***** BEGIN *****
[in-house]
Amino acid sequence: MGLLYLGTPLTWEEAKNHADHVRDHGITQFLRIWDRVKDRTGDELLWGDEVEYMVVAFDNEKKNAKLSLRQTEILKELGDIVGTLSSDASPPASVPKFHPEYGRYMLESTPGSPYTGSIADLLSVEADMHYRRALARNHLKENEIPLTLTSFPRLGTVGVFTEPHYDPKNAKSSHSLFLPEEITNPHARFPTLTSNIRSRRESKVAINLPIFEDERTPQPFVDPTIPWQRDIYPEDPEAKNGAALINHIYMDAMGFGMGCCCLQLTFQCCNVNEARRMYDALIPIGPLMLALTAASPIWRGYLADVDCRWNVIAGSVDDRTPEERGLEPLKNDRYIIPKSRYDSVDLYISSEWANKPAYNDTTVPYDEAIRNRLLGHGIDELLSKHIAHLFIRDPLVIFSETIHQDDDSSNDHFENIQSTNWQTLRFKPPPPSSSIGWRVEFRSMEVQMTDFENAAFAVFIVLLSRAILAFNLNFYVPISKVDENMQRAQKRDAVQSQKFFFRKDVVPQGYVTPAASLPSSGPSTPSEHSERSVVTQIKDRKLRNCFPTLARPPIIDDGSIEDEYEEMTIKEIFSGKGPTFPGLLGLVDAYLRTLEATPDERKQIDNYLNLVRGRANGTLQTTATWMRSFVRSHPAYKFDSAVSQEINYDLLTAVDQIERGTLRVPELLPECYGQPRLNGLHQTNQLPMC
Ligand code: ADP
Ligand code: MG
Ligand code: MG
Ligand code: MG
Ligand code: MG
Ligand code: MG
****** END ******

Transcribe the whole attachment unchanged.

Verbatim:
[in-house]
Amino acid sequence: MGLLYLGTPLTWEEAKNHADHVRDHGITQFLRIWDRVKDRTGDELLWGDEVEYMVVAFDNEKKNAKLSLRQTEILKELGDIVGTLSSDASPPASVPKFHPEYGRYMLESTPGSPYTGSIADLLSVEADMHYRRALARNHLKENEIPLTLTSFPRLGTVGVFTEPHYDPKNAKSSHSLFLPEEITNPHARFPTLTSNIRSRRESKVAINLPIFEDERTPQPFVDPTIPWQRDIYPEDPEAKNGAALINHIYMDAMGFGMGCCCLQLTFQCCNVNEARRMYDALIPIGPLMLALTAASPIWRGYLADVDCRWNVIAGSVDDRTPEERGLEPLKNDRYIIPKSRYDSVDLYISSEWANKPAYNDTTVPYDEAIRNRLLGHGIDELLSKHIAHLFIRDPLVIFSETIHQDDDSSNDHFENIQSTNWQTLRFKPPPPSSSIGWRVEFRSMEVQMTDFENAAFAVFIVLLSRAILAFNLNFYVPISKVDENMQRAQKRDAVQSQKFFFRKDVVPQGYVTPAASLPSSGPSTPSEHSERSVVTQIKDRKLRNCFPTLARPPIIDDGSIEDEYEEMTIKEIFSGKGPTFPGLLGLVDAYLRTLEATPDERKQIDNYLNLVRGRANGTLQTTATWMRSFVRSHPAYKFDSAVSQEINYDLLTAVDQIERGTLRVPELLPECYGQPRLNGLHQTNQLPMC
Ligand code: ADP
Ligand code: MG
Ligand code: MG
Ligand code: MG
Ligand code: MG
Ligand code: MG